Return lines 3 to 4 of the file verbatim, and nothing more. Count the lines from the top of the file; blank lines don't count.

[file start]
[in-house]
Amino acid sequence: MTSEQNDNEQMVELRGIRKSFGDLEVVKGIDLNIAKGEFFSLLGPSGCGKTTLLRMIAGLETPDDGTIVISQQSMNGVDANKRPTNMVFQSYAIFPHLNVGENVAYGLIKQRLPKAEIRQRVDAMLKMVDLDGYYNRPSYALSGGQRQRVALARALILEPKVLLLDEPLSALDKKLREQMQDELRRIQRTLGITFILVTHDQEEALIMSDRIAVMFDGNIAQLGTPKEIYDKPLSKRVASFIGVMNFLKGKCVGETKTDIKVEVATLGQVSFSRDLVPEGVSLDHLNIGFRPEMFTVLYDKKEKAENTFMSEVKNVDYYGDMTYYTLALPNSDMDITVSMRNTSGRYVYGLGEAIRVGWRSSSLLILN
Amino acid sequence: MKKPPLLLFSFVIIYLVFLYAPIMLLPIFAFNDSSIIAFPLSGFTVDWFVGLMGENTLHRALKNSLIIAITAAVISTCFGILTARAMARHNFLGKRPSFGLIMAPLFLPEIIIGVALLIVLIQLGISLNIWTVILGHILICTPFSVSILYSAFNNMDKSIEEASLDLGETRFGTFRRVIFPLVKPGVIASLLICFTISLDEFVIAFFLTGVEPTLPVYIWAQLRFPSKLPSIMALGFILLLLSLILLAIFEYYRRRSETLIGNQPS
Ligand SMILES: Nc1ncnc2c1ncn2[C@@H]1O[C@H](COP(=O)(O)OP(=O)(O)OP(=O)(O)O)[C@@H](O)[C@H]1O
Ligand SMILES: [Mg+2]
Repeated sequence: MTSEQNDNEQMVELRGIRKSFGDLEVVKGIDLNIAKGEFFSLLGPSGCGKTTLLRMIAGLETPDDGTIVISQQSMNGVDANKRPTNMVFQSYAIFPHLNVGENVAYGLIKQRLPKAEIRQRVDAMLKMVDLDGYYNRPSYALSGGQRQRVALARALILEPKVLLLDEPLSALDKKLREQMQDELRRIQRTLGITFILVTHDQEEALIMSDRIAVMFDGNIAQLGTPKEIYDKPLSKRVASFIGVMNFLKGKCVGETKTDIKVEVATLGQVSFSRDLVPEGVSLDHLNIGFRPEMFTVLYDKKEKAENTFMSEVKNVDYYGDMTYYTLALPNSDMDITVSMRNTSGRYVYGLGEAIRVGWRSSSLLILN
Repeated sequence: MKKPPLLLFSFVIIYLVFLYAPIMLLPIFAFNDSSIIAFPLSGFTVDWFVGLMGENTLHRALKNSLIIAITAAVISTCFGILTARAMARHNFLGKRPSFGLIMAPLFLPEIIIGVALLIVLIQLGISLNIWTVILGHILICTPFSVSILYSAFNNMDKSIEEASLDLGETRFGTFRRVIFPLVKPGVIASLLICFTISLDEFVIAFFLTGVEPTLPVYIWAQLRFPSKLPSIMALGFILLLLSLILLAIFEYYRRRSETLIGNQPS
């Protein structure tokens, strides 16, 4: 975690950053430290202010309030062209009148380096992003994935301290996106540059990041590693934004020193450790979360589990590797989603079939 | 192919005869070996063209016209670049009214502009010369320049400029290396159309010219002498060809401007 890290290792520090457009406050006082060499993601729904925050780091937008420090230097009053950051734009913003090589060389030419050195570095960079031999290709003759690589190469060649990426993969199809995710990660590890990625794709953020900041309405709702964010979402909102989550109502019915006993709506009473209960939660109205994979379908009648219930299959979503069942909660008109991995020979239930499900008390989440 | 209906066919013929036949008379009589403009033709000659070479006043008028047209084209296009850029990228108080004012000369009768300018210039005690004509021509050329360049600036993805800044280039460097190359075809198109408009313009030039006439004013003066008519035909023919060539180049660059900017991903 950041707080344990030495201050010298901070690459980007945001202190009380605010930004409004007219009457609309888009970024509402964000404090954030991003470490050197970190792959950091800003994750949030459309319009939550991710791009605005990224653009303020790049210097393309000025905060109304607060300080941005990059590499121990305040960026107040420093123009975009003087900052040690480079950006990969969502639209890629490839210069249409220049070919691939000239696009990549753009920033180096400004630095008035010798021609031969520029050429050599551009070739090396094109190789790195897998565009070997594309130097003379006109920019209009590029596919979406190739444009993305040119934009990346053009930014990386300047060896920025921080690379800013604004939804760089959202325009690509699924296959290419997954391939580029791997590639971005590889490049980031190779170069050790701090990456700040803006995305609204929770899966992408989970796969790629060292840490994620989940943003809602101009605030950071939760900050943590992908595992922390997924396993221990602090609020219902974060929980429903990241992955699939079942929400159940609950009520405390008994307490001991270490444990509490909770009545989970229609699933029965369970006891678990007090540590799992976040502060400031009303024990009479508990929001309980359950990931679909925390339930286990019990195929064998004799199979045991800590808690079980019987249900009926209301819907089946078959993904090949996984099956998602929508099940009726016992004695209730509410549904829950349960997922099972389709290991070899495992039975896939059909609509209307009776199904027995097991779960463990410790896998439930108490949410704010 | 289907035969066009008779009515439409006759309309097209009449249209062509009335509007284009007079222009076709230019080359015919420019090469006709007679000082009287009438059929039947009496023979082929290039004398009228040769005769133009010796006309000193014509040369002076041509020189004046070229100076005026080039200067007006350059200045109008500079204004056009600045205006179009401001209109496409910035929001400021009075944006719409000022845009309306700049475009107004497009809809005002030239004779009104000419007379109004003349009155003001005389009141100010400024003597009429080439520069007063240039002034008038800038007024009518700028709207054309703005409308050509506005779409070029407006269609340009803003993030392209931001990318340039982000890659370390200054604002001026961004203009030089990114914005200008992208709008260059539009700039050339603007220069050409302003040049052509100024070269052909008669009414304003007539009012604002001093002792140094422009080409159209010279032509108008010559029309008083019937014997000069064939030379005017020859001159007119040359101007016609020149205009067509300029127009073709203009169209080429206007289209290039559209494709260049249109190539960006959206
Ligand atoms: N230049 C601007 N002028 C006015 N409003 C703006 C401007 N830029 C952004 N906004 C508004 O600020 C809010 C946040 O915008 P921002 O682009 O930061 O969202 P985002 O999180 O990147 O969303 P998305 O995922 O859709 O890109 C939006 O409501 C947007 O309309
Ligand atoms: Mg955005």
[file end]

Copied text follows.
Amino acid sequence: MKKPPLLLFSFVIIYLVFLYAPIMLLPIFAFNDSSIIAFPLSGFTVDWFVGLMGENTLHRALKNSLIIAITAAVISTCFGILTARAMARHNFLGKRPSFGLIMAPLFLPEIIIGVALLIVLIQLGISLNIWTVILGHILICTPFSVSILYSAFNNMDKSIEEASLDLGETRFGTFRRVIFPLVKPGVIASLLICFTISLDEFVIAFFLTGVEPTLPVYIWAQLRFPSKLPSIMALGFILLLLSLILLAIFEYYRRRSETLIGNQPS
Ligand SMILES: Nc1ncnc2c1ncn2[C@@H]1O[C@H](COP(=O)(O)OP(=O)(O)OP(=O)(O)O)[C@@H](O)[C@H]1O